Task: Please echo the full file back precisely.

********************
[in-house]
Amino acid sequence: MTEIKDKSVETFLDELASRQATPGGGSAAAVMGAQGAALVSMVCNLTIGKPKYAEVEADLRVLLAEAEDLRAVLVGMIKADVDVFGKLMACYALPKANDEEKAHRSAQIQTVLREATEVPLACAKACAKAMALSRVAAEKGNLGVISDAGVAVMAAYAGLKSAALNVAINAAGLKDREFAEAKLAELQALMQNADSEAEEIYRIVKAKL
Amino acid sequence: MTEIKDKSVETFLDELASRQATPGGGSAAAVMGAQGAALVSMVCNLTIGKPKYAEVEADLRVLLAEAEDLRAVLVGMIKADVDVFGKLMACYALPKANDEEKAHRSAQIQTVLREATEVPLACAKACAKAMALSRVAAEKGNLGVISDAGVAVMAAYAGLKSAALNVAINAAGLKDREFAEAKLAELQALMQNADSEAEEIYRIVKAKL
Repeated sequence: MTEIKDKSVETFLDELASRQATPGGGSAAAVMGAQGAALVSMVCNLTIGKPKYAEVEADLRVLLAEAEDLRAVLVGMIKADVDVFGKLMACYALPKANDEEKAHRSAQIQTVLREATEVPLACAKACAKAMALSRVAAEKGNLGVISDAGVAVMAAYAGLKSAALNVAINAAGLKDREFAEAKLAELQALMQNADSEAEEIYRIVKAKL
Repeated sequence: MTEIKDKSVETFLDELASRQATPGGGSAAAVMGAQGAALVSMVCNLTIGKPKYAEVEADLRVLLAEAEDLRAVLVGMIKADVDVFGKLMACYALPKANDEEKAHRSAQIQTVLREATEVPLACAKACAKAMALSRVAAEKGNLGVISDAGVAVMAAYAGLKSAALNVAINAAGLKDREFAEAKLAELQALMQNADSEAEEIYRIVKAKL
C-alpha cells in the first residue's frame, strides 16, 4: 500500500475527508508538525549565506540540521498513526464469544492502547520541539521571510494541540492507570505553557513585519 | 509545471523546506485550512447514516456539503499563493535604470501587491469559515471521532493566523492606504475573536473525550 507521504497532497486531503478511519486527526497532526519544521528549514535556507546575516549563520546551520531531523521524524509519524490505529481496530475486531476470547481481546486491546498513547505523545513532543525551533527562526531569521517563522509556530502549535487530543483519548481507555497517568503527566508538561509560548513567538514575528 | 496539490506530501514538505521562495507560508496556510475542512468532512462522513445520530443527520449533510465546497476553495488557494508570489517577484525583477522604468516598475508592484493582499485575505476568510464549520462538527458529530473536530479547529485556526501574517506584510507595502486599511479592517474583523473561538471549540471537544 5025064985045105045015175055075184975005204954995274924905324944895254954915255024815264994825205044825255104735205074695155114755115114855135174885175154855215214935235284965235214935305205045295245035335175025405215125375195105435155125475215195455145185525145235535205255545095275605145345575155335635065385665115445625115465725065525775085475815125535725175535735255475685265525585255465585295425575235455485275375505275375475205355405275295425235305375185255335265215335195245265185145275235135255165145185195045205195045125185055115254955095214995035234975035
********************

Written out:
[in-house]
Amino acid sequence: MTEIKDKSVETFLDELASRQATPGGGSAAAVMGAQGAALVSMVCNLTIGKPKYAEVEADLRVLLAEAEDLRAVLVGMIKADVDVFGKLMACYALPKANDEEKAHRSAQIQTVLREATEVPLACAKACAKAMALSRVAAEKGNLGVISDAGVAVMAAYAGLKSAALNVAINAAGLKDREFAEAKLAELQALMQNADSEAEEIYRIVKAKL
Amino acid sequence: MTEIKDKSVETFLDELASRQATPGGGSAAAVMGAQGAALVSMVCNLTIGKPKYAEVEADLRVLLAEAEDLRAVLVGMIKADVDVFGKLMACYALPKANDEEKAHRSAQIQTVLREATEVPLACAKACAKAMALSRVAAEKGNLGVISDAGVAVMAAYAGLKSAALNVAINAAGLKDREFAEAKLAELQALMQNADSEAEEIYRIVKAKL
Repeated sequence: MTEIKDKSVETFLDELASRQATPGGGSAAAVMGAQGAALVSMVCNLTIGKPKYAEVEADLRVLLAEAEDLRAVLVGMIKADVDVFGKLMACYALPKANDEEKAHRSAQIQTVLREATEVPLACAKACAKAMALSRVAAEKGNLGVISDAGVAVMAAYAGLKSAALNVAINAAGLKDREFAEAKLAELQALMQNADSEAEEIYRIVKAKL
Repeated sequence: MTEIKDKSVETFLDELASRQATPGGGSAAAVMGAQGAALVSMVCNLTIGKPKYAEVEADLRVLLAEAEDLRAVLVGMIKADVDVFGKLMACYALPKANDEEKAHRSAQIQTVLREATEVPLACAKACAKAMALSRVAAEKGNLGVISDAGVAVMAAYAGLKSAALNVAINAAGLKDREFAEAKLAELQALMQNADSEAEEIYRIVKAKL
C-alpha cells in the first residue's frame, strides 16, 4: 500500500475527508508538525549565506540540521498513526464469544492502547520541539521571510494541540492507570505553557513585519 | 509545471523546506485550512447514516456539503499563493535604470501587491469559515471521532493566523492606504475573536473525550 507521504497532497486531503478511519486527526497532526519544521528549514535556507546575516549563520546551520531531523521524524509519524490505529481496530475486531476470547481481546486491546498513547505523545513532543525551533527562526531569521517563522509556530502549535487530543483519548481507555497517568503527566508538561509560548513567538514575528 | 496539490506530501514538505521562495507560508496556510475542512468532512462522513445520530443527520449533510465546497476553495488557494508570489517577484525583477522604468516598475508592484493582499485575505476568510464549520462538527458529530473536530479547529485556526501574517506584510507595502486599511479592517474583523473561538471549540471537544 5025064985045105045015175055075184975005204954995274924905324944895254954915255024815264994825205044825255104735205074695155114755115114855135174885175154855215214935235284965235214935305205045295245035335175025405215125375195105435155125475215195455145185525145235535205255545095275605145345575155335635065385665115445625115465725065525775085475815125535725175535735255475685265525585255465585295425575235455485275375505275375475205355405275295425235305375185255335265215335195245265185145275235135255165145185195045205195045125185055115254955095214995035234975035